Six of the best experimental works by emerging artists at Frieze London

We take a tour around the Focus section of the art fair

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Edgar Calel's, The Echo of an Ancient Form of Knowledge (2021) in Frieze London's Focus section Photo: David Owens

Edgar Calel's, The Echo of an Ancient Form of Knowledge (2021) in Frieze London's Focus section Photo: David Owens

Focus is the section of Frieze London dedicated to younger, more fringey galleries. With a more open structure than the main fair, it tends to privilege media that are less common in the more blue-chip presentations, such as film and video. There is much experimental work among the 35 exhibitors, but the abundance of painting elsewhere in the fair carries through here too. Frieze London’s artistic director Eva Langret’s commitment to bringing new voices to the fair has borne fruit in this section: 13 of the galleries are new to Frieze, including three in this selection of highlights: Addis Fine Art, Copperfield and Edel Assanti.

Photo: David Owens

Edgar Calel, Proyectos Ultravioleta

Calel’s work, The Echo of an Ancient Form of Knowledge (2021), has been acquired by the Tate galleries through the annual Frieze Tate Fund—or rather, Tate has become the piece’s custodian, since Calel sees these stones, and the fruits that sit on them, as altars and a “sacred site for rituals”. Calel, who is Guatemalan, explores the Indigenous experience through the beliefs and practices of his Mayan Kaqchikel heritage. What is likely to be viewed by most Frieze visitors as an installation is in fact an offering to his ancestors. Both in the Tate acquisition and the very act of displaying the piece at the fair, Calel challenges us to consider the complexities of Indigenous cultures and the ongoing effects of their destruction.

Photo: David Owens

Andrea Fourchy, Lomex

In her More Girlfriends paintings (all 2021), Fourchy takes images of notable performers, including Charlotte Gainsbourg, Isabelle Huppert, Divine and Anjelica Huston, and sets them within bold, patterned spaces. Fourchy, who is based in New York, was taught by the American artist Wayne Thiebaud and her paintings surf the outskirts of Pop as well as nodding to Sigmar Polke, Henri Matisse and others. The collage-like feel of the paintings is enhanced by Fourchy’s use of oil and enamel paint, lending a distinctive texture and sheen to areas within the composition, where Fourchy’s protagonists loom into focus or are abstracted almost to illegibility.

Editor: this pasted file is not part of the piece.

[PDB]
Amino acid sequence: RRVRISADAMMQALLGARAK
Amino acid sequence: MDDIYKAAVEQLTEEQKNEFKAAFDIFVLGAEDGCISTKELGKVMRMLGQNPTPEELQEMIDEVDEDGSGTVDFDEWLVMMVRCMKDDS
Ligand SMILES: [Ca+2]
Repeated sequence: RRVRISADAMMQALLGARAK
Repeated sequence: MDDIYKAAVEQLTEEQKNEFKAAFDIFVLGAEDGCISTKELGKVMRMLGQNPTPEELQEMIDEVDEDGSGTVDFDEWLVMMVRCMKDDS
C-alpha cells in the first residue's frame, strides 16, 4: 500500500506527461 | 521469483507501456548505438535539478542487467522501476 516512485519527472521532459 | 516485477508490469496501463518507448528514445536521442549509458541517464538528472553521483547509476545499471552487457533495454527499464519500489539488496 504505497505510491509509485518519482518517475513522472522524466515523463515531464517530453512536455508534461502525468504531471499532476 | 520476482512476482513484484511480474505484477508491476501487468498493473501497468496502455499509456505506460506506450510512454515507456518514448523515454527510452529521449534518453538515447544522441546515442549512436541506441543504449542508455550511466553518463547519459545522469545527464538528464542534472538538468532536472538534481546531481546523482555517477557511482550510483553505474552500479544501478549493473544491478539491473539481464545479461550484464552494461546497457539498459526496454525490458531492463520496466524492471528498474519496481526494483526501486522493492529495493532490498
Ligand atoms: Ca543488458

Photo: David Owens

Noémie Goudal, Edel Assanti

Goudal is interested in paleoclimatology, and her film Below the Deep South (2021) and the related photographs here explore the notion of “deep time” in relation to the climate emergency. They are part of a new multi-faceted project called Post Atlantica. The video, installed on a vast LED screen, unravels across 11 and a half minutes, and features a series of images of landscapes, shot by Goudal in various locations across the world, being consumed by fire, layer by layer. Goudal plays with perception, with truth and fiction in the photographic image—as is revealed dramatically in the final moments of the film (no spoilers).

Photo: David Owens

Merikokeb Berhanu, Addis Fine Art

Berhanu’s paintings are difficult to pin down. Born in Addis Ababa in Ethiopia but now based in Maryland, she evokes the rupture of her emigration to the US in compositions that hint at figurative presences, still-lifes and landscapes but never resolve into a clear singular narrative. There is a sense of the micro meeting the macro, with cellular forms abutting those resembling geologic maps. Occasional clear references to bodies and animals—feet, cows and horses—are set amid abstract forms. It is this rich ambiguity, an enigmatic dreaminess, that makes Berhanu’s work so absorbing.

Photo: David Owens

Alberta Whittle, Copperfield

Whittle was born in Bridgetown, Barbados, and now lives between there and Glasgow. Her works explore that personal background through a complex web of references to Caribbean and African history and ritual, with rich allusions to literature and performance. Here, a constellation of bronze casts of Whittle’s tongue map the stars in reference to Caribbean Indigenous communities’ use of the firmament in maritime mapping and agricultural practices. A new film takes a characteristically collage-like approach to Atlantic histories, with elements of choreography and Whittle’s soothing voiceover—“Remember to soften,” she counsels. Meanwhile, a deceptively colourful sculpture alludes to the origins of the limbo dance in slave ships.

Photo: David Owens

Sammy Baloji, Ali Cherri, Imane Farès

This stand brings together two artists investigating histories of colonialism and museum collections who are about to show their work in august European institutions: Baloji at the Uffizi in Florence and Cherri as artist-in-residence at the National Gallery in London. Baloji’s works in bronze and acrylic paint on paper investigate the global trade in textiles in the historic Kongo region, now part of the Democratic Republic of Congo, Angola and Gabon. They inevitably refer to another historic trade: slavery. Cherri’s vast totems and small figures bring together found and made objects to explore the distinctions in the classification between nature and culture, and the underlying social, historical and museological implications.

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